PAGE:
NATION

NZ’s First Female NH90 Pilot Enjoys Mercy Help Flights Here

Flight Lieutenant Penny Khull: It also gives me a reality checkof what we are here for. Seeing droves of Fijian children waving and shaking hands with grateful villagers through the
01 Apr 2016 09:00
NZ’s First Female  NH90 Pilot  Enjoys Mercy Help Flights Here
Flight Lieutenant Penny Khull, the first female to qualify as a fly-by-wire computerised NH90 pilot in the Royal New Zealand Air Force, is one of seven pilots from 3 Squadron who are conducting mercy flights in cyclone-hit Fiji. Photo: New Zealand Defence Force

Flight Lieutenant Penny Khull: It also gives me a reality checkof what we are here for.

Seeing droves of Fijian children waving and shaking hands with grateful villagers through the cockpit window of the New Zealand Defence Force’s (NZDF) NH90 medium utility helicopter are among the highlights so far in Flight Lieutenant (FLTLT) Penny Khull’s deployment here.

“This is the first time I’ve been deployed on an operation overseas. It has been a great learning experience as I have not operated in these conditions before with heavy payloads and a very humid climate,” said FLTLT Khull. She was the first female to qualify as a fly-by-wire computerised NH90 pilot in the Royal New Zealand Air Force (RNZAF).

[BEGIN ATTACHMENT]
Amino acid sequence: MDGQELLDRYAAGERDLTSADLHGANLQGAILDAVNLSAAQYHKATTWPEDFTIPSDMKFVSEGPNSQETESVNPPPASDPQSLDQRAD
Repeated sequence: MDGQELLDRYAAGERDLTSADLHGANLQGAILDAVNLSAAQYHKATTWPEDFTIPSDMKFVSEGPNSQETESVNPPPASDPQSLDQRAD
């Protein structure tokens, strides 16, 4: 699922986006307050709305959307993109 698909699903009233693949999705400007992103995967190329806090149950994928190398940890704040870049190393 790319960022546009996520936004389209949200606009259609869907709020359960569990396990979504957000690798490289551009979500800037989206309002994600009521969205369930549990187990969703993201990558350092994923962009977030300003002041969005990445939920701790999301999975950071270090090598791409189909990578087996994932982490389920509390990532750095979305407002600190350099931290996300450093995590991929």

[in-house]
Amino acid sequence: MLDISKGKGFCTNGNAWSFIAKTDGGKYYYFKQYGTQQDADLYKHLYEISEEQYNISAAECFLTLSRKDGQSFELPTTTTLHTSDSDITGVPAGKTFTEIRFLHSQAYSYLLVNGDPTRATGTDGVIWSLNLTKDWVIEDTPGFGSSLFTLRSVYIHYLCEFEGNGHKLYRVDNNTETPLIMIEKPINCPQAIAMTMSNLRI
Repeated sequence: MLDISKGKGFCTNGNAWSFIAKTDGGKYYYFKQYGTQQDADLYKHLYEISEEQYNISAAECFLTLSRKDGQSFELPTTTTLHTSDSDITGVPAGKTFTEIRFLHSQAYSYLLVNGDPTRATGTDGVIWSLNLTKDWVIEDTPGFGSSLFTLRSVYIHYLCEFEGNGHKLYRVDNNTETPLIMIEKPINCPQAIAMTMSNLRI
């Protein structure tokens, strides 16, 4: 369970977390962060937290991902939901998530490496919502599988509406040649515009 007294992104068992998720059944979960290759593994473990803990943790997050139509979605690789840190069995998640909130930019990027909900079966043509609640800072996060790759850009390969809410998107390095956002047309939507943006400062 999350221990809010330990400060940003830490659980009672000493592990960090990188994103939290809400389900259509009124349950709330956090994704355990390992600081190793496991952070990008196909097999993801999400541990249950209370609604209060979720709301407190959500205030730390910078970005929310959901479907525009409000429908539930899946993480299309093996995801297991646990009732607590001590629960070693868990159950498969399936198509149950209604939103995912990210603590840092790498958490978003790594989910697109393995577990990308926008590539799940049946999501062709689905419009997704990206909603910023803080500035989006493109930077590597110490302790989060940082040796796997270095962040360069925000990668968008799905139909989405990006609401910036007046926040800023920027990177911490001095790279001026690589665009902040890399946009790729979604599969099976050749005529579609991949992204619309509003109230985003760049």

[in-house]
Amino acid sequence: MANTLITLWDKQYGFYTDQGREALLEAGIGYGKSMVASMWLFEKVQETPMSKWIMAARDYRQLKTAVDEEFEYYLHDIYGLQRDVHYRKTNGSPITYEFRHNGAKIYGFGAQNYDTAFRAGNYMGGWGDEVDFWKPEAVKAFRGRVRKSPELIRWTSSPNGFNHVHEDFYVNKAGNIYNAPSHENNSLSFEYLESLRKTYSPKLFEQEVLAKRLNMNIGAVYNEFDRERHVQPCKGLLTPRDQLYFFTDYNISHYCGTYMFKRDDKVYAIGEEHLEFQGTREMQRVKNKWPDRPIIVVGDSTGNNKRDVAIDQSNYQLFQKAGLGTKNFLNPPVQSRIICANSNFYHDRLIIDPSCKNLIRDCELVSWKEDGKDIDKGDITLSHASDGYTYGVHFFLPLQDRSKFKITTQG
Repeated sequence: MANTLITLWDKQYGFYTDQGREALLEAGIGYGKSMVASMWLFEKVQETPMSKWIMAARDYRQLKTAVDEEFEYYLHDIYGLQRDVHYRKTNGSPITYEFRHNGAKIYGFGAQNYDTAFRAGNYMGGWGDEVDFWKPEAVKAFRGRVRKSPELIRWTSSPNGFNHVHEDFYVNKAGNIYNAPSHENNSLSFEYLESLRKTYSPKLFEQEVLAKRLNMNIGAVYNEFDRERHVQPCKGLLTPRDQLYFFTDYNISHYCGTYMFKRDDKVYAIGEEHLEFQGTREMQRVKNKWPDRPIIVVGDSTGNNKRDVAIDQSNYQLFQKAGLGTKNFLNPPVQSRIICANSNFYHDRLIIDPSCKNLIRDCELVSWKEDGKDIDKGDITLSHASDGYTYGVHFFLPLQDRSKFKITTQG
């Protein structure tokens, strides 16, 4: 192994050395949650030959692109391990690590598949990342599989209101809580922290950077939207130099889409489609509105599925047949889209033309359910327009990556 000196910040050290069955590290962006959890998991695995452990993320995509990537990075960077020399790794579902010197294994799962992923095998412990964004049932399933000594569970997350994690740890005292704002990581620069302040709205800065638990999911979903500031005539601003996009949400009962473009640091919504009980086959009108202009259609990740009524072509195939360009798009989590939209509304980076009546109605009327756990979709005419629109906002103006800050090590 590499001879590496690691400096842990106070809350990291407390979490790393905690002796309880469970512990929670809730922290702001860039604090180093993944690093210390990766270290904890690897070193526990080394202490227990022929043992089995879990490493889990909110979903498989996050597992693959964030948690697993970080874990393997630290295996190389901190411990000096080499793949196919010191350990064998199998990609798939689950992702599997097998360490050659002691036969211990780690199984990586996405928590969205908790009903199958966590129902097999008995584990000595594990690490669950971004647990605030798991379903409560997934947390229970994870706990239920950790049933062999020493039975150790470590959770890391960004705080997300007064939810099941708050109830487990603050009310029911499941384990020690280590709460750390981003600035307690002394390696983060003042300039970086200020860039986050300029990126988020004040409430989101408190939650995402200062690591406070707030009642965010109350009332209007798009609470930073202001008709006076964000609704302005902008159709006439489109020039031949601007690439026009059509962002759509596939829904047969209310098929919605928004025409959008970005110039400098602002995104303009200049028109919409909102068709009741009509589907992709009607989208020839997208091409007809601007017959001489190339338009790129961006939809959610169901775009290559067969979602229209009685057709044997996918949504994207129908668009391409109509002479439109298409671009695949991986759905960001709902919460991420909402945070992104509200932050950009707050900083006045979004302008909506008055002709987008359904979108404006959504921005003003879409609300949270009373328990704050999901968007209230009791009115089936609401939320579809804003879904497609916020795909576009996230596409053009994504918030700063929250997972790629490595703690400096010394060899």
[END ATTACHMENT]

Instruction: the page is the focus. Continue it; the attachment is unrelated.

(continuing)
“The kids coming out and waving at us and villagers shaking my hand through the cockpit window after we deliver aid to their communities make this deployment pretty memorable for me. It also gives me a reality check of what we are here for.”

One of around 400 personnel currently involved in the NZDF’s humanitarian aid operation here, FLTLT Khull is one of seven pilots from the RNZAF’s 3 Squadron who are conducting mercy flights to the devastated areas.

An alumna of Tauranga’s Otumoetai College, she qualified for the RNZAF University Scheme and enlisted in February 2010 after completing her degree in management studies at Waikato University.

“It’s a long-time dream of mine to be a pilot. For my 16th birthday, my two sisters bought me a trial flight on a Cessna; I loved it and was hooked since then,” FLTLT Khull said.

She said the RNZAF training gave all students equal opportunities to complete it and fulfil their potential.

“I never felt that I was treated differently; the training was not easier or harder, because I’m female. Like everyone else, I worked hard and tried to get results.”

FLTLT Khull encourages young women to follow their dream and not overlook a potential career in aviation.

“Just go for it. You never know what you can do, until you give it a shot. I never thought I’d end up where I am now. You just have to give it a go.”

Source: New Zealand Defence Force

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